This organization, with Paz at the helm, attempts to provide at least some encouragement to the children and young adults of the barrio, help in the provision of schooling, a kitchen with free meals, and a boxing club. The idea for the boxing club was inspired by the work of the sociologist Loïc Wacquant who wrote about a similar club in Chicago (and no doubt influenced the makers of the HBO series The Wire). As Pablo explained to me on the drive back into town, Wacqaunt argued that the discipline of boxing, within a defined context where the rules were clear, channeled a good deal of the natural aggression of deprived and ghettoized kids, and provided a focus away from the easy distractions of drugs and crime.

There is very little infant schooling for the children here because the facilities do not exist. Forty per cent of the children in this barrio receive no pre-junior education, and a half of them never reach secondary school.

I didn’t want to take pictures inside the boxing club but the images from the nearby streets give some idea of the kind of place it is. The Riachuelo that flows – no, flow is not the word for the sluggish progress of this viscous and putrid effluvia towards the River Plate and the sea – is supposedly the most polluted river in the western hemisphere. Upstream, a leather factory producing luxury goods spews out contaminant chemicals. A railway line runs between the shacks.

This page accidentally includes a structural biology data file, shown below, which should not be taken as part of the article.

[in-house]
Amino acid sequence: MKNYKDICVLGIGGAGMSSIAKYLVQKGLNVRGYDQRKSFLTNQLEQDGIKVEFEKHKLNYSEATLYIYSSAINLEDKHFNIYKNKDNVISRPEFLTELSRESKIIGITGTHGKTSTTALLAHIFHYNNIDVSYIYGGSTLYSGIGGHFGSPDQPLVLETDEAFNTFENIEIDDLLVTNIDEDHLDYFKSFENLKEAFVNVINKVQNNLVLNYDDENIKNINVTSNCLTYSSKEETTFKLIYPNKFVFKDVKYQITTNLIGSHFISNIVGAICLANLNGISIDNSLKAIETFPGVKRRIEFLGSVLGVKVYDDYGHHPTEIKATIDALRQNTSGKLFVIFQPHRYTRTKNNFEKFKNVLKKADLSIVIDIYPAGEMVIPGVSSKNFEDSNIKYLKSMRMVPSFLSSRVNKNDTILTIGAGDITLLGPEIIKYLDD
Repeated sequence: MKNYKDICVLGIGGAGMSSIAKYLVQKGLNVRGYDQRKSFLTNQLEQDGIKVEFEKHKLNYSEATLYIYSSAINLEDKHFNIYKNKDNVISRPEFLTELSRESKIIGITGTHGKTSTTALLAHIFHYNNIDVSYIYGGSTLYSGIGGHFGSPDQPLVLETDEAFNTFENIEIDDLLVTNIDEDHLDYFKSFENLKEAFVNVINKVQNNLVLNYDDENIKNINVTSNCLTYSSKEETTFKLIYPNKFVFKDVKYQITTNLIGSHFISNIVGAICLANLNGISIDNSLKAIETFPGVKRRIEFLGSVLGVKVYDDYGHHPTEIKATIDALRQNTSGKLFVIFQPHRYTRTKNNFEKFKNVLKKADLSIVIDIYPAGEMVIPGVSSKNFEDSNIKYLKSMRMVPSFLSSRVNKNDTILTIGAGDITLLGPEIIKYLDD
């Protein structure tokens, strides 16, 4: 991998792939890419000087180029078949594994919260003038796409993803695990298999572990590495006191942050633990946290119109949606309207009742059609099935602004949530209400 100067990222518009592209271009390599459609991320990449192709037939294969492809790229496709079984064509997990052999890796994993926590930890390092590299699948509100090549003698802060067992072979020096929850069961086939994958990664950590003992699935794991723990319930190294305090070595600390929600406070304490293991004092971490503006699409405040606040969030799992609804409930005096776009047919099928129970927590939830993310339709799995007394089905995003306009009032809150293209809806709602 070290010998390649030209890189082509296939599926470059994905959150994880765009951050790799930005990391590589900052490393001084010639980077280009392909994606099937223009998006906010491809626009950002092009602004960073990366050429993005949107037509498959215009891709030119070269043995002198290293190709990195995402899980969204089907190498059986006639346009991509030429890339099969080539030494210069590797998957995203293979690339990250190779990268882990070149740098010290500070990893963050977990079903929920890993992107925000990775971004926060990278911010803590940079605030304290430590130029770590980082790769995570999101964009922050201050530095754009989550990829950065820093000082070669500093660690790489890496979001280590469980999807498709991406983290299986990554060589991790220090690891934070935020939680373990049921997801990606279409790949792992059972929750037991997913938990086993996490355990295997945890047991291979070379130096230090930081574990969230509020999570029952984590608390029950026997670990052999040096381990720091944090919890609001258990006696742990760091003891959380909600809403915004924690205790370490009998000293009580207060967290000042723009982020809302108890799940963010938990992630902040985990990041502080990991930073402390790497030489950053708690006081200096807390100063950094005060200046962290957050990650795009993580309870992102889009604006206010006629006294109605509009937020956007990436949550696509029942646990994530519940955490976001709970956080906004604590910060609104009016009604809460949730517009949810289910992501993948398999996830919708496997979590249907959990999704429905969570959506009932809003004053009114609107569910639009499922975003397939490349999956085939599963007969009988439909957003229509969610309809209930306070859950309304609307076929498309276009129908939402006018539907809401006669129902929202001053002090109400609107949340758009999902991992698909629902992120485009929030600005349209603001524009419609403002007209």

Rio Riachuelo . . .

. . . and its contents

Dwellings backing onto the river Riachuelo

Diego Maradona grew up in a place like this, so you can appreciate why the people love him. He is one of theirs.